What is the right type of video or photos for your scenario-based training?
To create a course you will need to collect content. This will depend on the kind of course you want to create and could involve a shoot or using media you already have. ShowHow supports a range of media types to give your learners a better sense of the scenario and to learn from the experience.
360 video or images are great for when you want the learner to feel like they're in the scenario. They support 3D interactions and more ways to engage the learner, however they should only be used when the perspective is from the learner's view.
Video and photos shot from a mobile phone or other camera are great for showing a scenario unfolding or where the learner does not need to feel part of the scenario. You can also use the built-in screen recorder to record software or web pages when you want to train on systems.
For some scenarios, you may need all 3 methods - standard video to show how a situation plays out, 360 videos to give the learner the sense of managing the situation or making decisions, and screen recording to show any systems or screens as part of the process.
Shooting 360 Video and photos
360 video is easy to shoot. You have little control over the composition so positioning the camera is important. When you shoot, put the camera where your learner would likely be standing if they were there. Have anyone who talks to the learner talk directly to the camera. A really good trick is to get everyone to look at the camera when the learner needs to make a decision, it's a very effective way of applying a little pressure!
You can usually control your camera with an app on your phone. If your managing the shoot, you can stand behind something or out of the door and control the scene. If you can't do that, then you will need to be part of the scenario!
Monopods with legs that can be extended to around the height of a person are a great tool to mount 360 cameras. Alternatively, a helmet or head mount is a great way to record from the learner's perspective.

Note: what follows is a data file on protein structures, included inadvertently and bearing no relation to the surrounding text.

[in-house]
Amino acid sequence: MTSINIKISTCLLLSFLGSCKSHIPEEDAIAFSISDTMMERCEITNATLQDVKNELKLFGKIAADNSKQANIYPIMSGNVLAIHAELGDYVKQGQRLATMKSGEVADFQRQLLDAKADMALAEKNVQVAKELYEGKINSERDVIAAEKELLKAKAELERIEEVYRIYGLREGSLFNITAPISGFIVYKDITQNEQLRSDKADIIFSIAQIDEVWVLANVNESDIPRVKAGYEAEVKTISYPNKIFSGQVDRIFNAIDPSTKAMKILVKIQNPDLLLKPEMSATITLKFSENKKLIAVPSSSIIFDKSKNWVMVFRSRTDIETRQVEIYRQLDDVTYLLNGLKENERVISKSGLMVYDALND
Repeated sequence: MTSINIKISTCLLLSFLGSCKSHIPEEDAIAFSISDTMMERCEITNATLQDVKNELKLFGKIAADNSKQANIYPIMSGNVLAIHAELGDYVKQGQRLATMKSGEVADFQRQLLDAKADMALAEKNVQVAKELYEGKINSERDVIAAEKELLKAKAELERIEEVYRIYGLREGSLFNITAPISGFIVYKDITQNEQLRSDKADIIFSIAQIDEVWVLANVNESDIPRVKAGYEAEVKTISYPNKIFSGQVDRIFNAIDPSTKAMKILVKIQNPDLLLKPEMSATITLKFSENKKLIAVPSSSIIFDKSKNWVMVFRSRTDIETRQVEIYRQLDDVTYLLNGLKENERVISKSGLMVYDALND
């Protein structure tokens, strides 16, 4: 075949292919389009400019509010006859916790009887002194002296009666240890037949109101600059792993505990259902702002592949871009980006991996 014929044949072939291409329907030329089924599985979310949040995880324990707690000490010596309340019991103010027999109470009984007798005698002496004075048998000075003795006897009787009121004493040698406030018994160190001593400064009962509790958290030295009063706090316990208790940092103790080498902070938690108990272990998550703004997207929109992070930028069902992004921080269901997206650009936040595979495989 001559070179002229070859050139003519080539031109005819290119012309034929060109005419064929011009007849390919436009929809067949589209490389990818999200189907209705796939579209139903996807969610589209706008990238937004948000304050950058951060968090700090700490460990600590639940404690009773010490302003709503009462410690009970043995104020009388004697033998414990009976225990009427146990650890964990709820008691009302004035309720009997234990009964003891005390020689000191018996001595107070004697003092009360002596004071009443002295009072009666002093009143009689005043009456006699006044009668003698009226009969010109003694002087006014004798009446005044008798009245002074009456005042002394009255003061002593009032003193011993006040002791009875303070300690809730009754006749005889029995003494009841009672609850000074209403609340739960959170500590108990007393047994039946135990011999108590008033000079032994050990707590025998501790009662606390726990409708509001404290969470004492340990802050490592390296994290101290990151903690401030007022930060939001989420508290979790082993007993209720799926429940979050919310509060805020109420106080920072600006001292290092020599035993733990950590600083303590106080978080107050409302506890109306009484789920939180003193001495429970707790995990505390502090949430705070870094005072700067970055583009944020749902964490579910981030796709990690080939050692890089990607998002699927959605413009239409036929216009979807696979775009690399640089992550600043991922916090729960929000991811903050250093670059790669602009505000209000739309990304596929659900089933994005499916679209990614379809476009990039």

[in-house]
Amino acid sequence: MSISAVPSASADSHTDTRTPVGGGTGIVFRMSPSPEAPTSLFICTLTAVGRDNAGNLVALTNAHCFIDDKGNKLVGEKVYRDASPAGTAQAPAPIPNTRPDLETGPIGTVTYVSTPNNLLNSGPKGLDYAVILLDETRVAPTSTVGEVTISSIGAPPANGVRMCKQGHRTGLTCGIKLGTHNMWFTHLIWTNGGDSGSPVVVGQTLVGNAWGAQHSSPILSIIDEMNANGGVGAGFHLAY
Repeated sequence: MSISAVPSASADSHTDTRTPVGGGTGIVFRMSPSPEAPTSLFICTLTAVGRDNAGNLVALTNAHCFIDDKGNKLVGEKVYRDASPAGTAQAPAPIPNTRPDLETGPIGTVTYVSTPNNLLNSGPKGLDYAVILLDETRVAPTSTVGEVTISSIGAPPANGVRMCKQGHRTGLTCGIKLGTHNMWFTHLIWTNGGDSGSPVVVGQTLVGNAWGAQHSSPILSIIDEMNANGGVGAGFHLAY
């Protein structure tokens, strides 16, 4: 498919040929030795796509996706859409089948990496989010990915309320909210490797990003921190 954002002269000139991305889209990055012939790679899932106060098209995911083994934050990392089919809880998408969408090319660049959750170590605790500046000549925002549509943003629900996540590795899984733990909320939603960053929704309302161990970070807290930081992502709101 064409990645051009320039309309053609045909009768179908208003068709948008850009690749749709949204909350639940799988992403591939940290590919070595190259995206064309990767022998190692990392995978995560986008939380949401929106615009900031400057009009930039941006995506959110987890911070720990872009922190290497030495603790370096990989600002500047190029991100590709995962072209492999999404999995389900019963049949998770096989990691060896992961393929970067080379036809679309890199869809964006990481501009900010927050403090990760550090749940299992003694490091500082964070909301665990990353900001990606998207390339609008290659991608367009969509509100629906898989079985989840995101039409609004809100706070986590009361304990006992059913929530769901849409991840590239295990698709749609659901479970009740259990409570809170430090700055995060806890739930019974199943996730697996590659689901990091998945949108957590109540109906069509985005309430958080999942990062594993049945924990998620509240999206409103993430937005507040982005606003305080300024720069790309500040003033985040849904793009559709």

An important note to mention is that 360 videos should be as stable as possible. Only use stabilized footage and footage where the camera wasn't moving or moving as little or as smoothly as possible. This is for 2 reasons:
- If the video is viewed in a VR headset any sudden movement is more likely to cause sickness.
- Videos are much larger files when the footage is moving. If only part of the video is moving, it the file size is similar to a standard video, if the whole thing is moving - it's significantly larger.
Recording video and photos with your phone
You can record scenarios with your phone to give a different perspective of the situation. As with 360 videos, try and keep the phone stable and keep the view wide enough to see the action that is required. To keep a sense of realism in your scenario, you can adopt the style of video you see shot by bystanders in events often seen on social media. Keep the camera focused on the subject at hand, move from person to person as they fulfill their role in the scenario.
In this situation, the protagonist or learner should be in the scene - i.e. we're watching how someone does something and seeing how they react.
Screen capture and recording
You can use ShowHow to record a screen video to demonstrate how to use software or describe a process. The easiest way to do this is on your device or computer and set the app or webpage up ready to record. Voice is automatically recorded while you record video, so you can describe the process while you are recording.
Mixing them together for multi-stage learning
A good way to give someone the full experience of a scenario is multistage learning, i.e. seeing the scenario playing out, then hearing what is happening, then being guided to do it yourself - then finally doing it yourself.
For example, a scenario where someone must make decisions to manage an incident and then report on the event in a system:
- Short mobile phone video of the incident shot in the style of a bystander, showing the situation playing out and highlighting what happens when it goes wrong.
- Longer more stable footage from a phone with a voiceover explaining the key parts of the scenario, highlighting the decisions to make and the impact of those decisions. Screen recording of the systems showing how the information is recorded.
- 360 video from the perspective of the learner, showing the situation playing out and a voice explaining what is happening from the learner's perspective.
- The learner then does the scenario themselves, using the 360 videos to view from their perspective. They make decisions, identify hazards, and manage the scenario. They then go through the process of reporting the incident by deciding what data to enter and complete the reporting process.
Another way to mix media is to create a course promotion. This could involve creating the course as normal from a learner's perspective using the 360 camera, then creating a short bystander-style video with a mobile device showing an excerpt of the scenario - possibly with something dramatic like it going wrong. This then becomes a course promotion video that can be used to encourage participation.